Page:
Younger movie goers may only be tangentially aware of Deborah Kerr as a result of the movie Sleepless In Seattle. In that film, the movie An Affair To Remember provides a touchstone for many of the female characters as regards romance; not to mention providing context for the final sequence. You only see her for a couple of seconds, but Deborah Kerr is female star opposite Cary Grant in An Affair To Remember (which was released on 11 July 1957, with Heaven Knows, Mr. Allison having been released almost exactly four months earlier on 13 March 1957). To older movie audiences, she is known for films such as From Here To Eternity (1953) and The King and I (1956). Even more relevant to the movie under review was her role as the Sister in Charge, an Irish nun trying to forget a failed romance, in the film Black Narcissus (1947); significant in that virtually every critic seems to feel that she got the role - not to mention the basis of the character - in Allison because of that previous role.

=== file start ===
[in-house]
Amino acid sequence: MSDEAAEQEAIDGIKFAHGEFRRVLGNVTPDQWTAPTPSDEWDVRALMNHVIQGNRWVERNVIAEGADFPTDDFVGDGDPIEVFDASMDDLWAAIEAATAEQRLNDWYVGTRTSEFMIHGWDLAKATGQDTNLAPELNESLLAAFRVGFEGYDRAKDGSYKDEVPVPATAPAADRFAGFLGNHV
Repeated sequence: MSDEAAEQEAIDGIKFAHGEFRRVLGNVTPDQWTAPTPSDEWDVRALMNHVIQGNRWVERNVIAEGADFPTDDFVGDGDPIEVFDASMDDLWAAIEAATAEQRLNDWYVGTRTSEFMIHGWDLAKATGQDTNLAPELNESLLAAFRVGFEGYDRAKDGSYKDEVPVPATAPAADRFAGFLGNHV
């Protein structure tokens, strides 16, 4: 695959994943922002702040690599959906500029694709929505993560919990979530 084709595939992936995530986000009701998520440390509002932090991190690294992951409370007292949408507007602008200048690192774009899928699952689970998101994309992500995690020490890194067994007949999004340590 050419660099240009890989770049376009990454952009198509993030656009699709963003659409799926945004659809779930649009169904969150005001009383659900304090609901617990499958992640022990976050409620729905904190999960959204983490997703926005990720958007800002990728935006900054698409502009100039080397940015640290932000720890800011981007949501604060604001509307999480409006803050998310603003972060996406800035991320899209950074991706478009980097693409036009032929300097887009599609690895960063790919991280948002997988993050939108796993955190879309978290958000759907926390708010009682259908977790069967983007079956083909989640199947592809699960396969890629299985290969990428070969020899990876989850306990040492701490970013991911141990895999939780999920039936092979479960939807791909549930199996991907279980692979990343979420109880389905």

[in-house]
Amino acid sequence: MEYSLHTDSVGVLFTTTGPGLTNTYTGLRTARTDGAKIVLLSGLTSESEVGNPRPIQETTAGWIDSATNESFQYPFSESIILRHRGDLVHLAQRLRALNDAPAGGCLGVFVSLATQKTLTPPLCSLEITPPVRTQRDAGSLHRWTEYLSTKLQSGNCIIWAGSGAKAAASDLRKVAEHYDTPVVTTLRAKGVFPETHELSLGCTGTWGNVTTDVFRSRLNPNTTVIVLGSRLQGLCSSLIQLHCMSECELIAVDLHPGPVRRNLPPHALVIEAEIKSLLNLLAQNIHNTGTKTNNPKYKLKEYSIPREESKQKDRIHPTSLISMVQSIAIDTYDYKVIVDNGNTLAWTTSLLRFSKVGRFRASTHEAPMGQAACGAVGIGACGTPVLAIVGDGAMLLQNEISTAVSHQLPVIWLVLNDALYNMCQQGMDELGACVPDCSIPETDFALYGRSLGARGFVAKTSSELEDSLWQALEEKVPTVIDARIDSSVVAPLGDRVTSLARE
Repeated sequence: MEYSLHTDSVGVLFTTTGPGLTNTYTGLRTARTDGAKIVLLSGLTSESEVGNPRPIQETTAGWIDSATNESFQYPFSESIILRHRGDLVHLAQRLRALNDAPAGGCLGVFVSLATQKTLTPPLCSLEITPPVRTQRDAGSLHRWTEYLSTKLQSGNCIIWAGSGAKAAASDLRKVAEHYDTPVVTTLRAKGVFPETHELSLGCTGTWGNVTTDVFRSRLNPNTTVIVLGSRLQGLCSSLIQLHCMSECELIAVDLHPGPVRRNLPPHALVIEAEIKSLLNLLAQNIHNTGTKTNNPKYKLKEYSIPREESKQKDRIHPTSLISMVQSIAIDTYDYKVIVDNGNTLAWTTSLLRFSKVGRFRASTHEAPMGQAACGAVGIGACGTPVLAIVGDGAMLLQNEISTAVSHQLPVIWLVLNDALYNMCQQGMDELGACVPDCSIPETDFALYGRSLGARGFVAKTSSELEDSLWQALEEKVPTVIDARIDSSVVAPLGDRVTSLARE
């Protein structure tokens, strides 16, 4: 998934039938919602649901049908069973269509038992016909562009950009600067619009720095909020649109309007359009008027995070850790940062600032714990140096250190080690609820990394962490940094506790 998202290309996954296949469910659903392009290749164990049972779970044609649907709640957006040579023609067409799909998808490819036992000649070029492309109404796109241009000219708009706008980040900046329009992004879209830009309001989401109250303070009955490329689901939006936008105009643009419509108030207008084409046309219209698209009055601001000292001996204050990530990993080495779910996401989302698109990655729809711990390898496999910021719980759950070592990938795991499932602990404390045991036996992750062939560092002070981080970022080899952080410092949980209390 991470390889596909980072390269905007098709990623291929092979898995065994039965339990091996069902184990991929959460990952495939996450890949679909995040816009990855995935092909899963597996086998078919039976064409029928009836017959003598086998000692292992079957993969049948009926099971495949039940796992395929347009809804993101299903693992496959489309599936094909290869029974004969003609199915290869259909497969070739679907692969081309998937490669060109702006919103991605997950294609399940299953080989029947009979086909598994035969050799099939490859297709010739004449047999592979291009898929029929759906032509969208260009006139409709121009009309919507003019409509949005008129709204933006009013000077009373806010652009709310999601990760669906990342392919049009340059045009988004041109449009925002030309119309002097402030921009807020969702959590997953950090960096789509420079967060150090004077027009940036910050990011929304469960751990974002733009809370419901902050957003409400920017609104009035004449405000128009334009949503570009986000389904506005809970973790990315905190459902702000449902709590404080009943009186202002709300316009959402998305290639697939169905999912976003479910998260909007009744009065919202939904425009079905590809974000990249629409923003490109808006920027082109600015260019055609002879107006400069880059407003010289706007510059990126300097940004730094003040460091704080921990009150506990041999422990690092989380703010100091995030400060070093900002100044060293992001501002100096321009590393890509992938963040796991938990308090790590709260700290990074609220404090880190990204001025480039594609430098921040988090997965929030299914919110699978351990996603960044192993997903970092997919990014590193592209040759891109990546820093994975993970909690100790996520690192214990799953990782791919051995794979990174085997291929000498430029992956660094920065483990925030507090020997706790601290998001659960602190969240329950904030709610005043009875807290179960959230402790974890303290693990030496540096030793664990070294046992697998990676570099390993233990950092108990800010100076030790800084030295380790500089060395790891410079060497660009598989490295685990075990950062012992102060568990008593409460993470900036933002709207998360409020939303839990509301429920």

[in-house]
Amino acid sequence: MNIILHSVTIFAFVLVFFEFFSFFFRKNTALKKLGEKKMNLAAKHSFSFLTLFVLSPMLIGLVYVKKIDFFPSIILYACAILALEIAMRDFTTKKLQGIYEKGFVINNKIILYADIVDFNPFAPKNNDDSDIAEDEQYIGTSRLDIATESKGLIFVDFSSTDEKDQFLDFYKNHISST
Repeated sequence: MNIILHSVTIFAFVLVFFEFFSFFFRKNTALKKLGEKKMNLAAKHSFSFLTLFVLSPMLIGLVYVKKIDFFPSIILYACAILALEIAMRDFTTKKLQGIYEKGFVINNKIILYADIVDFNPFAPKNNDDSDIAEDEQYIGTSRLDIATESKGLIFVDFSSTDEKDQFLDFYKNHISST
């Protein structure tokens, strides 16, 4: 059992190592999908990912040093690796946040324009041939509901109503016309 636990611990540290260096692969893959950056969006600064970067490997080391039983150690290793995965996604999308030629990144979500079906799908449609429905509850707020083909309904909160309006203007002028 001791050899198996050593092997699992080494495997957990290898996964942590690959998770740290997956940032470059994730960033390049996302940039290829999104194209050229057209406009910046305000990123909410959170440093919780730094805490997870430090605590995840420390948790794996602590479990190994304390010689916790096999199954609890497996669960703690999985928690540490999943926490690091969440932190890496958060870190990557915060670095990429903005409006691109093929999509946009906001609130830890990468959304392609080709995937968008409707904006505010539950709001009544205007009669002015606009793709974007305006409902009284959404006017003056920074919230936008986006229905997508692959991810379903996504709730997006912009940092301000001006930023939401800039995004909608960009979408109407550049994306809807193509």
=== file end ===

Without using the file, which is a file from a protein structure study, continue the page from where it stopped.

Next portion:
Yes. Sister Angela is Irish (as opposed to Canadian in the book and Kerr being Scottish). Yes. There were similar run-ins with the Catholic Legion of Decency. Yes. The character in both films wears a white habit rather than the more recognizable black usually associated with nuns; and the color of the habit worn by the character in the book. But, in the end, Kerr's character in Black Narcissus (Sister Clodagh) bears only slightly more physical resemblance and about as much substantive relationship as Kerr's Sister Mimi (from the farcical version of Casino Royale  - which also involved John Huston by the way) does to Sister Angela. In other words, not much.